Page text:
Get Yourself an Accountability Partner
Got a big goal or two? Find out why having a wingperson is your secret to soaring.
- When progress stalls, enlisting someone to hold you accountable is a proven way to motivate and make gains.
- A goalmate who's just slightly more skilled than you are is the perfect pair-up; your BFF, maybe not.
- Ongoing check-ins and BS-free feedback are keys to being a dynamic duo.
Read on to learn more …
If you spend more time talking or daydreaming about all the healthy things you want to achieve than you do actually achieving them, it may be a good moment to call in some backup so you can move forwards.
Having someone look out for you—or, better yet, join you—in your wellness quest could be the push you need to go from intent to accomplishment. In one study by University College London, couples looking to lose weight, get more active and smoke less were more successful when their live-in partners pursued the same goals. Other research published in the Journal of Personality and Social Psychology found that spousal support helped create goal progress, whether those goals were for a day or more long-term.
You don't have to go off and get married to have someone help you achieve your ambitions. According to many psychologists and trainers, you just need an accountability partner—be it a significant other, family member, friend or mentor—who's got what it takes to drive you to your next level and beyond.
The Benefits of a Buddy
At their core, an accountability partner offers exactly what the name suggests. "The idea is to find someone to commit to holding you responsible to reach any particular goal", says Nike Trainer Courtney Fearon, who encourages his clients to get a "movemate" and often has one himself. "If you have a fitness goal, maybe this person helps you stick to a training schedule by checking in on the days you agreed you'd go for it. Or maybe they actually do every workout with you and challenge you to push yourself in the moments you otherwise wouldn't". In return, they teach you to hold yourself more accountable.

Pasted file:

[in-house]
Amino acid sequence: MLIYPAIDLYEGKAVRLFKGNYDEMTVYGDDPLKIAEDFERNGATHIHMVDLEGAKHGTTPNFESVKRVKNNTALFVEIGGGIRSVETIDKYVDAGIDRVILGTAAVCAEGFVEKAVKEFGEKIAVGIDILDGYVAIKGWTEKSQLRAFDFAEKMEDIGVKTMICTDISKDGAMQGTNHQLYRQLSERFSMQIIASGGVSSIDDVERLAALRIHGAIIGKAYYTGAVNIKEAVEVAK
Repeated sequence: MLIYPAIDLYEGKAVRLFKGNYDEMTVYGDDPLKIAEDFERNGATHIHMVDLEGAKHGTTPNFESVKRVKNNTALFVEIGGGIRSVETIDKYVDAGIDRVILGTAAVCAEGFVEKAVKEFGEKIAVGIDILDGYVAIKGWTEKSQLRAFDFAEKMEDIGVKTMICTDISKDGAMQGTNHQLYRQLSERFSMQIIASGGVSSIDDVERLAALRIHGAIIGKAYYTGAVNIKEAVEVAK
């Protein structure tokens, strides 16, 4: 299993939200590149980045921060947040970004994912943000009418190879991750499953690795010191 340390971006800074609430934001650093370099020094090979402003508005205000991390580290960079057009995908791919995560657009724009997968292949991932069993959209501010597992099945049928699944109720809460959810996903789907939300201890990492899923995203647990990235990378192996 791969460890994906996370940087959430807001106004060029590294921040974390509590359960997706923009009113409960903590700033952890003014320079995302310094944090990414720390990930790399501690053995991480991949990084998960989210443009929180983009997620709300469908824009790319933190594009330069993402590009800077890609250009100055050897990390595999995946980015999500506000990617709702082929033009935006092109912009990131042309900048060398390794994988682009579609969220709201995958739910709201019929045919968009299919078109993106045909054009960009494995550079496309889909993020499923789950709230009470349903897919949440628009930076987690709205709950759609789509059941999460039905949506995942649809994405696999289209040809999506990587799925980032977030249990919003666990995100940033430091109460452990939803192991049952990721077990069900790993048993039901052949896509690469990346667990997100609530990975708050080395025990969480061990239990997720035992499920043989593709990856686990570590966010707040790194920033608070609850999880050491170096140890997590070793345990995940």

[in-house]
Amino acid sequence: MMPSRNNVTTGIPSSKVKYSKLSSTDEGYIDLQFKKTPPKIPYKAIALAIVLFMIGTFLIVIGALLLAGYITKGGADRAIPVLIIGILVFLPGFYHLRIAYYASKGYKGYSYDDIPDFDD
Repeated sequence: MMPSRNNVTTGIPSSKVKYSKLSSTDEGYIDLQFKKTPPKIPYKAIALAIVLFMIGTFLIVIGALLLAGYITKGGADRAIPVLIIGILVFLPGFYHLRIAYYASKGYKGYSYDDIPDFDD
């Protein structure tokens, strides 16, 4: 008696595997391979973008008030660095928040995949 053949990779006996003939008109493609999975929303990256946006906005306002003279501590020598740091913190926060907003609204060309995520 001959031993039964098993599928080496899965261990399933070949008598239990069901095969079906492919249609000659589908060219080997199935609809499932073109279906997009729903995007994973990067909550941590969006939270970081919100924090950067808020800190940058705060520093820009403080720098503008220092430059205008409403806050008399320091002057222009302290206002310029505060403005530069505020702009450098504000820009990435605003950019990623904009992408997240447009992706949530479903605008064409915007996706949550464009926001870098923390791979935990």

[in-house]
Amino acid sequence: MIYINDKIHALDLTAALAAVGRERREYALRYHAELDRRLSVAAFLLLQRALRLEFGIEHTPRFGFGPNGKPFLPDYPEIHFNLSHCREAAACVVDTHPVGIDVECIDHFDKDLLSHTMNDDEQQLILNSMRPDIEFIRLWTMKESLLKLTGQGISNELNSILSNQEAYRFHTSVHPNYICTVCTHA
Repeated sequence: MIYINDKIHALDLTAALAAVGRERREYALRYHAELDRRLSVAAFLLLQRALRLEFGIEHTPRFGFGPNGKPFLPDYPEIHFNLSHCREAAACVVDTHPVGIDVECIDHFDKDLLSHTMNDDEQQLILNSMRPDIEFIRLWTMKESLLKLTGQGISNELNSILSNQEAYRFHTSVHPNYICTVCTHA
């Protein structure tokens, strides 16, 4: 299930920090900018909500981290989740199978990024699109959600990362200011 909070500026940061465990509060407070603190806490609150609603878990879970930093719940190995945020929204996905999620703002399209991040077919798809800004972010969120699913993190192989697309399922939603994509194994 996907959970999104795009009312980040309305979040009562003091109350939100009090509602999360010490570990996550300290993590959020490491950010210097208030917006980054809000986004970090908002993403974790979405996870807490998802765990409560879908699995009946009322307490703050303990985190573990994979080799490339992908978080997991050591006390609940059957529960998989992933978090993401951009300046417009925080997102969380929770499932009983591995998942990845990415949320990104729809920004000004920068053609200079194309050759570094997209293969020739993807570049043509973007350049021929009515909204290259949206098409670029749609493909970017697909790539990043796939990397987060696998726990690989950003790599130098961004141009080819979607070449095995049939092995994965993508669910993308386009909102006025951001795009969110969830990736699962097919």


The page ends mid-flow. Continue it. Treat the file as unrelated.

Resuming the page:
They can also help make the process more fun (by, say, creating a playlist or calling out your progress), which is a great motivator. And they can help you power through on the days you aren't feelin' it, correcting your negative self-talk or giving you water-break reminders, says Fearon. Meanwhile, you could be inspiring them to achieve the same level of greatness. It's a win-win.
How to Find "The One"
Too bad you can't just swipe right to meet your accountability match. (Million-dollar idea for a new app?) And while it may be tempting to rope in your best friend, it's not always the right move. Our good buddies are typically people we turn to for comfort and support, but they're not necessarily people from whom we welcome a challenge or unbiased advice, which is what you really need with an accountability partner, says Stephen Gonzalez, PhD, an executive board member for the Association for Applied Sport Psychology.
That said, you do want someone who's on the same wavelength and has a similar attitude and values—along with different strengths. "The main thing is that you complement each other and each bring something to the table", says Fearon. "It could be energy. It could be you're the punctual one. It could be you're the organised one. One of you could really love doing hill sprints and the other loves hitting the weight room. You can bounce off each other's strengths".